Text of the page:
Wayne America

Friends in the right place at the right time saved Hansen’s life

Melissa Hansen (center) has her Providence Medical Center friends and co-workers to thank for saving her life recently after her heart suddenly stopped beating. Pictured with Hansen are (from left) Rogina Buhrman, RN; Todd Luedeke, CRNA; Dr. Melissa Dobbins; Michaela Hank, RN; Melissa Hansen, RN; Dr. Benjamin Martin; Sue Hansen, RN; Terri Davis, RN; Lyndi McElroy, RN; Gary West, PA-C. (Photo by Michael Carnes)

Few can appreciate the phrase “in the right place, at the right time” better than Melissa Hansen.

If her heart had stopped beating on any day of the week other than a Wednesday, this story would be about her sudden death.

Thankfully, the 37-year-old mother of three happened to be at work that day. The outpatient nurse at Providence Medical Center, who only works on Wednesdays, was having lunch with two of her co-workers in a small break room.

It was the Wednesday before Christmas, and Hansen and her friends were talking about what presents they had bought their children when Hansen’s heart suddenly, and quietly, stopped beating.

“It was a busy clinic day and we were sitting there enjoying lunch,” said Lyndi McElroy, a nurse and close friend of Hansen’s who was sitting across the table from her. “We were talking and (Hansen) grabbed her head and just stared straight ahead.”

When Hansen didn’t answer McElroy’s question, McElroy noticed that she had stopped breathing and was starting to turn a bluish color. Before long, a code blue was announced and the small break room was suddenly filled with co-workers who couldn’t believe what they were seeing.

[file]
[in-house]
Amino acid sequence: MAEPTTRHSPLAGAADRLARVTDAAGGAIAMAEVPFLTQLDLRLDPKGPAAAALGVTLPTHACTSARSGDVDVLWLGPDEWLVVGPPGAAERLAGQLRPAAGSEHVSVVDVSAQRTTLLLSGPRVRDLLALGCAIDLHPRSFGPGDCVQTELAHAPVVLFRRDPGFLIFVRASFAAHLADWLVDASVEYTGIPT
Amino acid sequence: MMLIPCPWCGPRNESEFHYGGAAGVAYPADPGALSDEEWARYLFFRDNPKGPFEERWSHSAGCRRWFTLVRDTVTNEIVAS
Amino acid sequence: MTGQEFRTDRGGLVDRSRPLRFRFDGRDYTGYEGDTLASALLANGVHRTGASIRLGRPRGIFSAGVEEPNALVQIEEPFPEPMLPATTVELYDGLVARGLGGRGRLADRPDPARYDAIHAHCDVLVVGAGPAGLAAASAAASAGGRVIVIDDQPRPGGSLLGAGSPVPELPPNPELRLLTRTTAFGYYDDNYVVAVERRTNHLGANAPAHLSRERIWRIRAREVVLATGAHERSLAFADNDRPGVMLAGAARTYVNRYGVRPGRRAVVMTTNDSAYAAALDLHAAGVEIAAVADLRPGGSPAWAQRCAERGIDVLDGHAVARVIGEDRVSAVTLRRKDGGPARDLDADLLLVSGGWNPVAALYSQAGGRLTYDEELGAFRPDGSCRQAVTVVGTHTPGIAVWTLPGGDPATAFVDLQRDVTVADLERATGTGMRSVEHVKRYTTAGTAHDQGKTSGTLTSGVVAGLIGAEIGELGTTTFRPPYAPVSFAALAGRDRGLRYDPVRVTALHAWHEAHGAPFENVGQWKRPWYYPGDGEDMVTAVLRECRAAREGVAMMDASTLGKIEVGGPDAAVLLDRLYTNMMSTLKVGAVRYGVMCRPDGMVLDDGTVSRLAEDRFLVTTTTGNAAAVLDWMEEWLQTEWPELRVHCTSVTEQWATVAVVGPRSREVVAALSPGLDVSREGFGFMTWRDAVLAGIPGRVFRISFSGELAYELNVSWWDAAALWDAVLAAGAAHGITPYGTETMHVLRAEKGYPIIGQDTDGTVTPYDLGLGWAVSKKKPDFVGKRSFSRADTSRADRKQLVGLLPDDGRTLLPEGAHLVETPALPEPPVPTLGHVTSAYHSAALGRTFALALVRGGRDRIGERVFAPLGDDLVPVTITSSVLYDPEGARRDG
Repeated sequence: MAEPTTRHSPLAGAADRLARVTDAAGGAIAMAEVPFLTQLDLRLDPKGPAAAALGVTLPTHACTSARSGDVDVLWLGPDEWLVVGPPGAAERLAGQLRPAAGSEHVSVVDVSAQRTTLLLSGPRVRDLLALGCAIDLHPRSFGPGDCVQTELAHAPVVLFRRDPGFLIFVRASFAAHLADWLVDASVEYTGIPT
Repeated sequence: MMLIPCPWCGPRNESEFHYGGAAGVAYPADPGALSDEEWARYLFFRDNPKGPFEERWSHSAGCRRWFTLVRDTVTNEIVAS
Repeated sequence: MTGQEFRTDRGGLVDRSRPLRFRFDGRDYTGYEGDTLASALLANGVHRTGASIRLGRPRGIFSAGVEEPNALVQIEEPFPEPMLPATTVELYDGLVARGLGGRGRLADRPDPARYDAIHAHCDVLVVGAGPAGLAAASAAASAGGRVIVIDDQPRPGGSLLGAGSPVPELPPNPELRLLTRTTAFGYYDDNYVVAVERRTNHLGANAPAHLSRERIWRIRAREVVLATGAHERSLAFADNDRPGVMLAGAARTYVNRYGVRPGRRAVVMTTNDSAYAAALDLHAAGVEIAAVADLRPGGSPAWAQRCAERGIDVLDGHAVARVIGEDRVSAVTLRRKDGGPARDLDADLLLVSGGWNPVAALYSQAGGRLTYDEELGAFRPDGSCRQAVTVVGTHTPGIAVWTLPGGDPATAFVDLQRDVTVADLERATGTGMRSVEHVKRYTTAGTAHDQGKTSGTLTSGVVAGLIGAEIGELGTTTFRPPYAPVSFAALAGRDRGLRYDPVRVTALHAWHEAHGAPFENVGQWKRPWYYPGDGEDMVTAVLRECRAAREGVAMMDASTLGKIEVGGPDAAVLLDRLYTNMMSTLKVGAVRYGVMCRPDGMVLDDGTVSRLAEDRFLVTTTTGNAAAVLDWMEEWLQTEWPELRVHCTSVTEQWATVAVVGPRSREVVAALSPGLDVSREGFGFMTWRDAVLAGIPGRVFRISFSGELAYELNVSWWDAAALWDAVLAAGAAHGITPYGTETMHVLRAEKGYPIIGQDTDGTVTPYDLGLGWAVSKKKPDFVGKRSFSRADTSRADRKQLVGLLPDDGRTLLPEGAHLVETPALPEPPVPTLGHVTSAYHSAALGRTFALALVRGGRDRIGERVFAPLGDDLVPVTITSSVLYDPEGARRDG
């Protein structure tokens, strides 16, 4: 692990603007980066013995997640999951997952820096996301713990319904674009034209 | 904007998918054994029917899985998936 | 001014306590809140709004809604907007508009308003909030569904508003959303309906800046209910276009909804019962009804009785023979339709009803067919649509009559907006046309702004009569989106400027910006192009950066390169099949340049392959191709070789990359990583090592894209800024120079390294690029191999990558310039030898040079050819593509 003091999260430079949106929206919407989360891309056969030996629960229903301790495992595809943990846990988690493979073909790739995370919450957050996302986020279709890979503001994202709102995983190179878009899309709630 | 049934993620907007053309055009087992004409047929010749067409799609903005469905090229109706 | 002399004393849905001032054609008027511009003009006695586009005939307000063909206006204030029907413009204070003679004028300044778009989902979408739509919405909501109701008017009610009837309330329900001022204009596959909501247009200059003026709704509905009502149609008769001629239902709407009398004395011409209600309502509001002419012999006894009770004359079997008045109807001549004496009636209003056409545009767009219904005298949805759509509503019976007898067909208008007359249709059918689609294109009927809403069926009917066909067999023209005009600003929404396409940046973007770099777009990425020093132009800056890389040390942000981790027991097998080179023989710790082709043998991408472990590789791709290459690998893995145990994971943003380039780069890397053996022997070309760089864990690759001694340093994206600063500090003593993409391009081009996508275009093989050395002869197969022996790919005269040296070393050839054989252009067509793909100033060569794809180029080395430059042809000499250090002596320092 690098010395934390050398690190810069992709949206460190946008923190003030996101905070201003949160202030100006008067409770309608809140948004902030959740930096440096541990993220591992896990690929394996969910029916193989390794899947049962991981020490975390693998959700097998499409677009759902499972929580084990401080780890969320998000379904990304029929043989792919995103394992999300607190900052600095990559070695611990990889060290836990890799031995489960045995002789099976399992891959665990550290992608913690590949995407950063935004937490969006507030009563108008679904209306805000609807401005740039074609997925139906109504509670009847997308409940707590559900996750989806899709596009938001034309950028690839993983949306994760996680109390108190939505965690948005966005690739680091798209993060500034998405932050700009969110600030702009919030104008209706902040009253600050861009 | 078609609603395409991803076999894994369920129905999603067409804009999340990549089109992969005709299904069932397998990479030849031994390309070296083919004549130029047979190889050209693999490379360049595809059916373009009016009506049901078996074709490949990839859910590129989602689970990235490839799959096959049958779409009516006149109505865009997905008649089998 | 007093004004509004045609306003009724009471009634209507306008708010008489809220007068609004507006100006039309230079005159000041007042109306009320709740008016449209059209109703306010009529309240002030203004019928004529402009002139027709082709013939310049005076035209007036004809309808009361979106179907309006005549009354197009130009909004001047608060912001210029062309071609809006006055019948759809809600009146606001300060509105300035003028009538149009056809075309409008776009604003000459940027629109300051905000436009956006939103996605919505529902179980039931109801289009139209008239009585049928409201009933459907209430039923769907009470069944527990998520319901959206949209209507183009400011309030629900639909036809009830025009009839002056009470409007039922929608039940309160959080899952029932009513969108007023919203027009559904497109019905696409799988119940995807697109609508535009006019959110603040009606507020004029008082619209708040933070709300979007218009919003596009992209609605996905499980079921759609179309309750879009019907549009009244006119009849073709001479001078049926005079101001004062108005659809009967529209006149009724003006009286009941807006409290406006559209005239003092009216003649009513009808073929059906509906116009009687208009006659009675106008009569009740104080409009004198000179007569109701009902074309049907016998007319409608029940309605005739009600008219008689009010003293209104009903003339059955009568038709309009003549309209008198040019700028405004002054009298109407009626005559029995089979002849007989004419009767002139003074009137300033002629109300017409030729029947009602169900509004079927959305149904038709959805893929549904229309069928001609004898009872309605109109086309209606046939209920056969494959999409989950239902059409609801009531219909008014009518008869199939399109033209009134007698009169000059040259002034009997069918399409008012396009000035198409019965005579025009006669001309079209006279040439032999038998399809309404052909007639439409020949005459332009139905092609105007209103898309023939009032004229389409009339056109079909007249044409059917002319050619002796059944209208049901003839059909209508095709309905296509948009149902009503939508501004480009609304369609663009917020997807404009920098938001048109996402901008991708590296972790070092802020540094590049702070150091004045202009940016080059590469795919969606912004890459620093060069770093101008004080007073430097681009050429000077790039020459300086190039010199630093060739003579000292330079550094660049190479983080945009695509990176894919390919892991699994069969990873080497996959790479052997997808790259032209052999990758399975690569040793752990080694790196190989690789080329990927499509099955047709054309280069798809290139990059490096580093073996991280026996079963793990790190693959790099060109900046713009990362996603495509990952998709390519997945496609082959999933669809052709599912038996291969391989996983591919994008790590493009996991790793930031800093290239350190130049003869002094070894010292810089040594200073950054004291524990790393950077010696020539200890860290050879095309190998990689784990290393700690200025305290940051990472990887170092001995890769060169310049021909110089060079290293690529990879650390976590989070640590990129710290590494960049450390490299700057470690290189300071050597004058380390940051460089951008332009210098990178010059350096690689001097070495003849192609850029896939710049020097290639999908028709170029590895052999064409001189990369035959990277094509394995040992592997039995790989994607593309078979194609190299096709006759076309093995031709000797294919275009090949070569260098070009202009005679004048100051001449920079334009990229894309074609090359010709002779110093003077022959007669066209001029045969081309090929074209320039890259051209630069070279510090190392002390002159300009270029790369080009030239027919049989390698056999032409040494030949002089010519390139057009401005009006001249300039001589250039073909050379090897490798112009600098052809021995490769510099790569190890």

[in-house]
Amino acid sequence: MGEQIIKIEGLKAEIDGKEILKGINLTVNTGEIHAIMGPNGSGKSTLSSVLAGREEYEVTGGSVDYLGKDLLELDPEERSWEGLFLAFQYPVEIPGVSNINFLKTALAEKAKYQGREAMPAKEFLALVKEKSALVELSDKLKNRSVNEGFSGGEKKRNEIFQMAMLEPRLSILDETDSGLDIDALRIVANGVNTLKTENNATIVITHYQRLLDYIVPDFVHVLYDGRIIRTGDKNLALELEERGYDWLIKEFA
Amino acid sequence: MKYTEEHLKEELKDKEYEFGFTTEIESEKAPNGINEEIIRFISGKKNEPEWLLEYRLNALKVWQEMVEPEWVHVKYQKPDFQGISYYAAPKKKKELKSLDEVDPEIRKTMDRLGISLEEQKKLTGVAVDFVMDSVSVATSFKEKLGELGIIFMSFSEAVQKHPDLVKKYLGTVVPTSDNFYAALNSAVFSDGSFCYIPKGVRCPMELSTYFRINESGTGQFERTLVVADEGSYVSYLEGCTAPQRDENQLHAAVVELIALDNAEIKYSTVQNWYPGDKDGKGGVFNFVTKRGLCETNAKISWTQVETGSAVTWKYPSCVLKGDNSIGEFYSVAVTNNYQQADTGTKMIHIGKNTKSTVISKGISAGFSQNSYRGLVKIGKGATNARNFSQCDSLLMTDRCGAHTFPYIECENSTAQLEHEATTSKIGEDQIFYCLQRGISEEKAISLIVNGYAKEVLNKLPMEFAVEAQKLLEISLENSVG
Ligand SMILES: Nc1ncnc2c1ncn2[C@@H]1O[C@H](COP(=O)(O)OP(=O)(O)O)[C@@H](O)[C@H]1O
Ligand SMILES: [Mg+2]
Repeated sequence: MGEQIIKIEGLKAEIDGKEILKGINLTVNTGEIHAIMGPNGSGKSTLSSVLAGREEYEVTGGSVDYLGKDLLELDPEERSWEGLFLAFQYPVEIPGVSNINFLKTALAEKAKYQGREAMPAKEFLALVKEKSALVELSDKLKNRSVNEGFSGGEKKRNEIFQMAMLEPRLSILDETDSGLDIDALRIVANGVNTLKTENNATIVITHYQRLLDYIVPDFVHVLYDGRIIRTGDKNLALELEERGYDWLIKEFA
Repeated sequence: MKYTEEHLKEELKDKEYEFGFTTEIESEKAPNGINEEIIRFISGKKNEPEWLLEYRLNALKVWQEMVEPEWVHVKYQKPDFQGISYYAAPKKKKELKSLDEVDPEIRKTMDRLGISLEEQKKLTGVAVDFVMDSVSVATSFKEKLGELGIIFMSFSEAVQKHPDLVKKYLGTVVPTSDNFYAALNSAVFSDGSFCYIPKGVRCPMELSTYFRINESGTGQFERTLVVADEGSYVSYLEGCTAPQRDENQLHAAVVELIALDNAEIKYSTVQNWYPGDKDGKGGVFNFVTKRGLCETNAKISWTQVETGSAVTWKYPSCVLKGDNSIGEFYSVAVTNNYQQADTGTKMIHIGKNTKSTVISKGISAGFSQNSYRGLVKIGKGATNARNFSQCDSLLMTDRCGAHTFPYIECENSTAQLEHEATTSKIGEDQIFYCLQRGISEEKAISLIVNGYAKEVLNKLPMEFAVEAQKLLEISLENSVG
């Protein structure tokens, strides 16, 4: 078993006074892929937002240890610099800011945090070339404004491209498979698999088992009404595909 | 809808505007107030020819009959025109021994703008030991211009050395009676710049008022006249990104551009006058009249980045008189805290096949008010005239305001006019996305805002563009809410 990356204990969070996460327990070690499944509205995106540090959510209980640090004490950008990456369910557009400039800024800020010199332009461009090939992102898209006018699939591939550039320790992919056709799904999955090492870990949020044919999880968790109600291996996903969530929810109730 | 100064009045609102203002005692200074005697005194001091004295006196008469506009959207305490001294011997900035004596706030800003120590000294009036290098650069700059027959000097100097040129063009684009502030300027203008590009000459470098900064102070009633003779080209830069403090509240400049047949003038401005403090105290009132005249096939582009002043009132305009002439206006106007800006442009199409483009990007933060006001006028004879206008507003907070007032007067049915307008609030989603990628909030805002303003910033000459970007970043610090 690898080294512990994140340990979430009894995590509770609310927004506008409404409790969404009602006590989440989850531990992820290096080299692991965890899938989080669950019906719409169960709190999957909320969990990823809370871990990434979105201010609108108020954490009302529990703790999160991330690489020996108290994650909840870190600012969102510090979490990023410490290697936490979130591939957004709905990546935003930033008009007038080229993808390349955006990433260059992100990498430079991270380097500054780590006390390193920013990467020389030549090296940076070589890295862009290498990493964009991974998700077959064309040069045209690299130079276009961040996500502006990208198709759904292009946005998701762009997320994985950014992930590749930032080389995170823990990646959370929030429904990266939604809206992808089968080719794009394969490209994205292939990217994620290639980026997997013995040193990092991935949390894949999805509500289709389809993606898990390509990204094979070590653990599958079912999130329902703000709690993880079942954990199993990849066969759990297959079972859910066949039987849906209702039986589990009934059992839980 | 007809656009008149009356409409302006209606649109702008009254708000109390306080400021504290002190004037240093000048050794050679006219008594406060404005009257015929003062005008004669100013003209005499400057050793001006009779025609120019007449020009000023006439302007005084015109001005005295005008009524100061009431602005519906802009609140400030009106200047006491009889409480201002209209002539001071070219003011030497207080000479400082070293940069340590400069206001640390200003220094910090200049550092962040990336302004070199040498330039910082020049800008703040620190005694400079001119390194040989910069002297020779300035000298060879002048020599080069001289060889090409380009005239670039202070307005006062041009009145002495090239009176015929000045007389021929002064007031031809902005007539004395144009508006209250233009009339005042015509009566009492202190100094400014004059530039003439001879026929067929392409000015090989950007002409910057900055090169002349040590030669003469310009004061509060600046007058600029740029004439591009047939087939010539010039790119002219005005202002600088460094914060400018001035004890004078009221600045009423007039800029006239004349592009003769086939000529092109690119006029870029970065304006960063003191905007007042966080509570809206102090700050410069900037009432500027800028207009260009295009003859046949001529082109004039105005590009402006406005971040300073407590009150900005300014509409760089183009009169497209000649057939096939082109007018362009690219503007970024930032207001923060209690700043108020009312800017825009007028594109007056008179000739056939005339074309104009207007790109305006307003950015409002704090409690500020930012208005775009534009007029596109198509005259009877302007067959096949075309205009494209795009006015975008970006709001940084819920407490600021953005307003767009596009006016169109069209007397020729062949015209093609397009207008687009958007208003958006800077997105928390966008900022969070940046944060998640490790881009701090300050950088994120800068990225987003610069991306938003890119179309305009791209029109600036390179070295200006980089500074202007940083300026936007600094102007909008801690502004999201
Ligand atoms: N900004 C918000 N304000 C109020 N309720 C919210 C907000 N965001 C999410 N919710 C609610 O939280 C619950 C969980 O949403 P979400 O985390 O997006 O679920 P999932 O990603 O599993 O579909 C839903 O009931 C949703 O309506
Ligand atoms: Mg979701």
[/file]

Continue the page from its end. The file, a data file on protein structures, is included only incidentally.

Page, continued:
“I remember muffled voices and a lot of activity, but I was also at peace,” Hansen said when asked what she could recall of that day. “I remember hearing Todd (Luedeke’s) voice saying ‘I need you to keep breathing’ and he was trying to coach me through it, and the next thing I remember was about a half-hour before they put me in an ambulance to transfer me to Lincoln, which was hours later.”

Hansen was taken to the Nebraska Heart Institute and had a defibrillator installed in her heart, but the fact that she’s alive more than three months later is nothing short of a testament to God’s work in our lives.

Hansen only works one day a week at the Wayne hospital. The rest of her days are spent at home caring for her family. Her two sons, Eli and Isaiah, are usually at school while husband Tony farms northwest of Wayne. That leaves her home alone with her 4-year-old daughter, Brielle.

“At the time, she was still 3 and doesn’t know how to use my phone,” Hansen said. “Usually I’m home with her and she never would have been able to get me the help I needed if this had happened at home. I truly feel like this was something that was orchestrated by God because, otherwise, I wouldn’t be here.”

The last year had been a hard one for Hansen. She had lost her mother to colon cancer earlier in the year and experienced two miscarriages, so that stress of Broken Heart Syndrome, combined with the cardiomyopathy she may have developed during one of her pregnancies, could have triggered the sudden halt to her heartbeat.

“I’d had a really rough year,” she said. “This had happened three days after my mom’s birthday and the anniversary of one of my miscarriages, and I probably had some kind of cardiomyopathy that was triggered by the stress of everything.”

Melissa Hansen talks with Gary West, a physician’s assistant at Providence Medical Center, about the events that happened the day her heart stopped while working at the hospital. (Photo by Michael Carnes)